Edible Bozeman

Alex Fox of Gallatin Valley Botanical is one of many young farm workers who are getting creative in the face of an increasing cost of living. Fox manages his expenses by living in an off-grid cabin on the farm.

Will Our Community Outgrow Our Farms?

It’s a balmy October Sunday and farmers across the Gallatin Valley are busy harvesting their final veggies, prepping greenhouses, and storing produce to sell through the winter. At Amaltheia Organic Dairy’s vegetable farm, I plod along the muddy road past a sleeping border collie, golden cottonwood trees, and empty greenhouses until I hear a chorus of snipping and kerplunking coming from one greenhouse at the end of the way. About eight farmworkers and volunteers trim dried roots and tops from cured garlic bulbs and toss them into black crates organized by clove size: bulbs with large cloves will be planted before the snow falls and the small ones will be sold through the winter.

It is a Volunteer Sunday, when Amaltheia welcomes community members to come work for an afternoon in exchange for a box of produce and cheese. Nate Brown, who runs the vegetable operation, started the volunteer day in 2019 to get ahead of labor-intensive tasks that keep the farm running. “It was getting toward the end of October [in 2019] and it was going to get really cold, and we were going to lose all of our radishes and turnips,” Brown says. “We got on social media about two days before [the cold weather] and a bunch of people came out to help.”

Since then, the program has become integral to the farm’s operations as Bozeman experiences a labor shortage for lowwage jobs like farming. Even so, Brown struggles to keep his crew staffed.

“It’s hard to compete with wages and housing prices in Bozeman and then try to make a farm run on prices from two or three years ago,” Brown says. “We’ve tried to raise our prices on our produce and cheese but finding that balance has been difficult.”

Across the valley, Daniel Moore from Terra Greens Produce in Manhattan expresses similar struggles. “This is the first year I’ve had this problem. The whole agricultural market is going through the same thing, the whole state.” Moore hired twice as many workers as last season, but because most were parttime, he still struggled to reach the labor hours he needed to run his farm.


Every spring, able farmhands gather at the valley’s farms undeterred by the long days, inclement weather, and the battle against weeds in the absence of agrochemicals. “There’s a pretty big interest in the Bozeman community, especially at the younger level, of people who are interested in agriculture and food,” says Dan Spiwak, who leads Amaltheia’s vegetable crew and helps coordinate the volunteer program. “They’re working on farms, in restaurants, and they have friends at the market. It keeps it pretty lively.”

This sense of community, a love for food, and an interest in learning about small-scale agriculture has drawn many students, seasonal workers, and travelers to local farms for years. Many have never worked in agriculture before, but some see this as an alternative to other farming practices they’ve been involved with in the past.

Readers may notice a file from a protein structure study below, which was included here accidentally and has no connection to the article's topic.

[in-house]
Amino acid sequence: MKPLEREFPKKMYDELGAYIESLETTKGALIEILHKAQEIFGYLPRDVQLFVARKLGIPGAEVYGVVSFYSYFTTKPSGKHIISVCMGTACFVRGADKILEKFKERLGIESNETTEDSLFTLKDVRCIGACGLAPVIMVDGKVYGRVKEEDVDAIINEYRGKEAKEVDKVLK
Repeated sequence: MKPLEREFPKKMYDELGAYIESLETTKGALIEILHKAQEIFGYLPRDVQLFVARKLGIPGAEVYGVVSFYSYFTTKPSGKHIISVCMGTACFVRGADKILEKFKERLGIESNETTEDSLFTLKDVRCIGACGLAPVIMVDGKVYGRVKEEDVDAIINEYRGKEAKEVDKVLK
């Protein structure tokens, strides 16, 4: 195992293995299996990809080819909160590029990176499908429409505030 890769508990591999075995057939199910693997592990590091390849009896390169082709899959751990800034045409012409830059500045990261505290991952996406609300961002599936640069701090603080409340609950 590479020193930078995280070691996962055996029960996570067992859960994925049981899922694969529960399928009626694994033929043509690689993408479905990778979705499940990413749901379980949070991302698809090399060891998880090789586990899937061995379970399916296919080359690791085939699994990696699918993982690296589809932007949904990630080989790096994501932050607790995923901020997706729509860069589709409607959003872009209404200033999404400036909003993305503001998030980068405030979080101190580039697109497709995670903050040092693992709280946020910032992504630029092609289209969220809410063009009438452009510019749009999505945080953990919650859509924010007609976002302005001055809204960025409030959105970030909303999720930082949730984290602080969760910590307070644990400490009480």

“I like this style of farming because I’m not growing 100 cows on 200 acres; I’m growing thousands of pounds of vegetables that are more energy and water efficient,” says Alex Fox, the harvest manager at Gallatin Valley Botanical at Rocky Creek Farm (GVB). “This, mixed with a lot of different styles of farming, is the future.” Fox grew up working on his family’s farm in Warden, Montana, where they produced sugar beets, barley, and beef. “I love this work. I’ve never loved doing something more than farming. It grows these connections with the people around you, the earth, the microbiome in the soil. Yeah, you have to work hard, but you’re having a blast, you’re doing something beneficial for the community, and for the environment.”

However, as the cost of living rises, fewer young farmers are able to make ends meet. Fox fills the gap by living in an off-grid cabin at GVB, but his co-worker, Carly Brief, rents in town and has to put in fifty to sixty hours a week managing the pack shed to do so. She also started running the Bozeman Winter Farmers’ Market each week to supplement her income. “It’s definitely a lot of work, but I farm because I love the outdoors, I love plant sciences, I love the people that the farm community attracts, and the lifestyle,” Brief says.

“I’ve never loved doing something more than farming. It grows these connections with the people around you, the earth, the microbiome in the soil.” —Alex Fox, harvest manager at Gallatin Valley Botanical

Photo by James Dufficy


Our valley sometimes feels like a local food haven, with creeks meandering down from the mountains through fertile farmland, and numerous restaurants and grocery stores that serve up local veggies and meat. That’s part of what has attracted many to move here—especially during the pandemic, when trust in a globalized food system wavered.